• Walking, on the other hand, is a low-impact exercise that burns fat while preserving muscle. It keeps your body in fat-burning mode, using fat stores for fuel instead of tearing down muscle tissue. 

Injury Risk & Impact on Joints

Although running burns more calories in a shorter amount of time, the duration of your walk can be increased to achieve a similar, if not greater, calorie burn compared to a brief run. 

When deciding between running and walking, consider the pros and cons to determine which exercise best fits your lifestyle and fitness goals.


The Mood Boosting Power of  Walking

There are many days when I go for a walk and the mental health benefits are more important to me than the physical ones. It might be because of a busy or stressful work day, or maybe I have a personal problem that I need to think through, but walking serves as the perfect temporary escape from the madness.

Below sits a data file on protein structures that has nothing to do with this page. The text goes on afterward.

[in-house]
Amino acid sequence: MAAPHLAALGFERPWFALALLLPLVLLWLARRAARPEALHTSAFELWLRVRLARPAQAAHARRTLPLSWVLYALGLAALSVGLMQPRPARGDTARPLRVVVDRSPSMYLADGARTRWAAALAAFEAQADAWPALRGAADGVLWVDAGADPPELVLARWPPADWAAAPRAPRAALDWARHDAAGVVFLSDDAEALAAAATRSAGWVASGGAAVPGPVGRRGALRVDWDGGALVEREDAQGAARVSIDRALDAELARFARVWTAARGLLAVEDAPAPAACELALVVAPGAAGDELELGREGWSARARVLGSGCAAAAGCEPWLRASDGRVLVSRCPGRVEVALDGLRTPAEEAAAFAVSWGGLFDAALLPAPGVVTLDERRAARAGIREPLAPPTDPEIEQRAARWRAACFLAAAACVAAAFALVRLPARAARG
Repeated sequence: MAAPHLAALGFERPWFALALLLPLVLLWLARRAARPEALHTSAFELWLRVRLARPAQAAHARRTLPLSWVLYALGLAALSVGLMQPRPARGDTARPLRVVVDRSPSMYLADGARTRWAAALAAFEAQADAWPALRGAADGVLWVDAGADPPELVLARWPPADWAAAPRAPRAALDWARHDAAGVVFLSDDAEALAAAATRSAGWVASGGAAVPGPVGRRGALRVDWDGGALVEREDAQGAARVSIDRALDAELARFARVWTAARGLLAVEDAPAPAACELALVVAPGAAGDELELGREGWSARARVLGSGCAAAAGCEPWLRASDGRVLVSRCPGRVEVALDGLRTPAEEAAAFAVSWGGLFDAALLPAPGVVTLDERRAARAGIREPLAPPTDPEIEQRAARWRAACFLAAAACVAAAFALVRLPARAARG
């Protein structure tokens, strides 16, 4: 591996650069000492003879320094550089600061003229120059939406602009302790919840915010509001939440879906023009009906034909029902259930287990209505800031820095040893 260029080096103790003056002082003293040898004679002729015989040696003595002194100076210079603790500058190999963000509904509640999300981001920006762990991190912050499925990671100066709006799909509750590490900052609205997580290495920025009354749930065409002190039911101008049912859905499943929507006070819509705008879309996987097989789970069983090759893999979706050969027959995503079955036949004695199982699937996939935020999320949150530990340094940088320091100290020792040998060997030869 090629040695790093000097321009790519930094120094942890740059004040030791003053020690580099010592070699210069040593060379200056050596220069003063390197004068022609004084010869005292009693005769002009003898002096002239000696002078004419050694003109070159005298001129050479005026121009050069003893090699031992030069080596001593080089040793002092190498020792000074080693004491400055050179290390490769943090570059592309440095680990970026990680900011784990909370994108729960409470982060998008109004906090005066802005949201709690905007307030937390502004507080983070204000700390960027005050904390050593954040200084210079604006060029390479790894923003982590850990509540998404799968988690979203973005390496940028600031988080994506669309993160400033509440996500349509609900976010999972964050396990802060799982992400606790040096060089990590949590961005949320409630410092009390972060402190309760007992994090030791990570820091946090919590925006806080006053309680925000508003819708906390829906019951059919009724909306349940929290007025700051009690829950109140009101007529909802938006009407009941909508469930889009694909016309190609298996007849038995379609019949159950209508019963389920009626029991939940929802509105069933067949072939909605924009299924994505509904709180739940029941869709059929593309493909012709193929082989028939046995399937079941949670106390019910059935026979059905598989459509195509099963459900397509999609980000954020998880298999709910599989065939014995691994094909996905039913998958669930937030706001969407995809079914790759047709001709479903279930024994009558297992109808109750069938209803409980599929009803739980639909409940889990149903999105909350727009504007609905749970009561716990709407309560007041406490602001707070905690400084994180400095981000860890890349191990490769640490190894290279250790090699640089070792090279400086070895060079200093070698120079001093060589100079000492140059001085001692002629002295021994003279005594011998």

Studies have shown that Walking can reduce the risk of becoming depressed by 30%.  It is a natural stress reliever that lowers cortisol levels (the stress hormone) and as you walk, your brain releases a combination of mood-enhancing neurochemicals like dopamine and serotonin. These chemicals work behind the scenes to lift your spirits, help you sleep better, recover faster, and approach your workouts with renewed focus.


Additional Benefits of Walking

Spark Creativity: Walking has long been associated with enhanced creativity.. Apple’s co-founder, the late Steve Jobs, and current Facebook CEO are renowned for their “walk and talk” meetings, essentially think tanks on the go. The constantly changing scenery can inspire fresh perspectives while allowing your mind to wander.